Construction on Canadian oil project set to restart following suspension of over two years
Following a pause of over two years, Canada’s Cenovus Energy and its partners have agreed to restart the West White Rose Project offshore Newfoundland and Labrador with the first oil from the platform anticipated in the first half of 2026.
The construction of the project was suspended in March 2020 following the Covid-19 pandemic to prevent the transmission of the virus. At the time, the project was operated by Husky Energy, which merged with Cenovus Energy in January 2021.
Cenovus said on Tuesday that the project is expected to reach peak production of approximately 80,000 barrels per day (bbls/d), 45,000 bbls/d net to Cenovus, by year-end 2029.
The West White Rose Project will add an expected 14 years of production to the White Rose field located about 350 kilometres east of St. John’s. The project is about 65 per cent complete and the remaining construction includes the completion of the concrete gravity structure and topsides, which will serve as the drilling platform. Once installed, the platform will be tied into the existing infrastructure. A scheduled 70-day drydock program for the SeaRose FPSO will proceed in 2024.
The restart decision builds on Cenovus’s September 2021 restructuring of its working interests in the White Rose and Terra Nova fields, improving the strategic alignment across the two assets.
Cenovus and Suncor, as part of the restructuring, have entered into an agreement whereby Cenovus will decrease its working interest in the White Rose field and satellite extensions while Suncor will take a larger stake, with the approval of the West White Rose project restarting. Cenovus has reduced its stake in the original field to 60 per cent from 72.5 per cent and to 56.375 per cent from 68.875 per cent in the satellite extensions. Nalcor has a 5 per cent working interest in the satellite fields.
“The joint venture owners have worked together to significantly de-risk this project over the past 16 months. As a result, we’re confident restarting West White Rose provides superior value for our shareholders compared with the option of abandonment and decommissioning,” said Alex Pourbaix, Cenovus President & Chief Executive Officer.
“With the project about 65 per cent complete, combined with the work done over the past 16 months to firm up cost estimates and rework the project plan, we are confident in our decision to restart this project in 2023.”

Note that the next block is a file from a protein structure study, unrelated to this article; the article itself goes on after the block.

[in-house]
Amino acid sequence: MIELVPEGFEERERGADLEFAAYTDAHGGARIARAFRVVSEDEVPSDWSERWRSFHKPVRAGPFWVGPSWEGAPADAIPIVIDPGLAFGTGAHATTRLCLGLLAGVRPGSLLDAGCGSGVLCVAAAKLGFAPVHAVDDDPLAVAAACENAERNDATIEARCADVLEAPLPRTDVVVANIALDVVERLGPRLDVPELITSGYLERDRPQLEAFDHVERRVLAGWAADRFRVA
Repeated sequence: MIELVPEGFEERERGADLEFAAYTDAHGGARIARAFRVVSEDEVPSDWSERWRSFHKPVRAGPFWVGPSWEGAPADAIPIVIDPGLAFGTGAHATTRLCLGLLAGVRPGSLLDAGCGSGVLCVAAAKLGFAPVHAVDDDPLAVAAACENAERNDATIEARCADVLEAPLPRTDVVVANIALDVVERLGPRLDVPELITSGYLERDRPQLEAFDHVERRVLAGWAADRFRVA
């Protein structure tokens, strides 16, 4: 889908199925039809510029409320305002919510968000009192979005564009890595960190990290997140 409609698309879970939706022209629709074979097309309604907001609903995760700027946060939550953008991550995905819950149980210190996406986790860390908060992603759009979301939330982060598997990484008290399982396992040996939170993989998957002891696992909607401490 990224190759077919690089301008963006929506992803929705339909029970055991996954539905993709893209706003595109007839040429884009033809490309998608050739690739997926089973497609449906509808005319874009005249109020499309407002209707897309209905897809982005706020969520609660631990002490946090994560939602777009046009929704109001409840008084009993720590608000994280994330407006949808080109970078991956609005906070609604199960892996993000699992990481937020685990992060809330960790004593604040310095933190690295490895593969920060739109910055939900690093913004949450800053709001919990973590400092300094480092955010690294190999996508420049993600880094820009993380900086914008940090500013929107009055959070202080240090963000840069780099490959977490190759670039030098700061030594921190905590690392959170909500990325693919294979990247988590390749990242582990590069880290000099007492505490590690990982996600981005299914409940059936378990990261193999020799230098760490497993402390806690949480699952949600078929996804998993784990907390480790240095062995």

Amended royalty structure & project costs
According to Cenovus, an amended royalty structure with the Government of Newfoundland and Labrador, which provides safeguards to the project’s economics in periods of low commodity prices, contributed to the decision to restart the project.
Andrew Furey, Premier of Newfoundland and Labrador, commented: “We have a responsibility to the oil and gas industry, to our province and our people to plan for the future. As we advance efforts to achieve net zero by 2050 and plan for a transition, we will foster an environment that supports our economy by embracing renewable energy while maximizing our low-carbon oil and gas advantage.”
Andrew Parsons, Minister of Industry, Energy and Technology, said: “Other parts of the world will continue to produce oil – and our oil and gas is a responsible choice.”
The remaining capital required to achieve the first oil is expected to be approximately $2 billion to $2.3 billion net to Cenovus. This includes construction costs of approximately $1.6 billion to $1.8 billion net to Cenovus for the completion of the West White Rose full platform, and about $400 million to $500 million net to Cenovus for subsea drilling and completions work and the SeaRose FPSO vessel’s asset life extension.
Capital to complete the project is largely offset by the deferral of planned decommissioning costs of $1.6 billion to $1.8 billion over the next five years that had been assumed in the business plan presented in December 2021. Included in the West White Rose Project capital estimate is $120 million net to Cenovus to be spent in 2022 as the company works towards the full restart of the West White Rose Project in 2023.
Cenovus is also a partner in another Canadian offshore oil development, the Equinor-operated Bay du Nord, which has recently been approved by the Canadian government much to the dismay of environmental organisations. However, as a response to the approval, the environmentalists have recently launched a lawsuit to overturn the federal government’s approval. If developed, the project would be in operation for 30 years.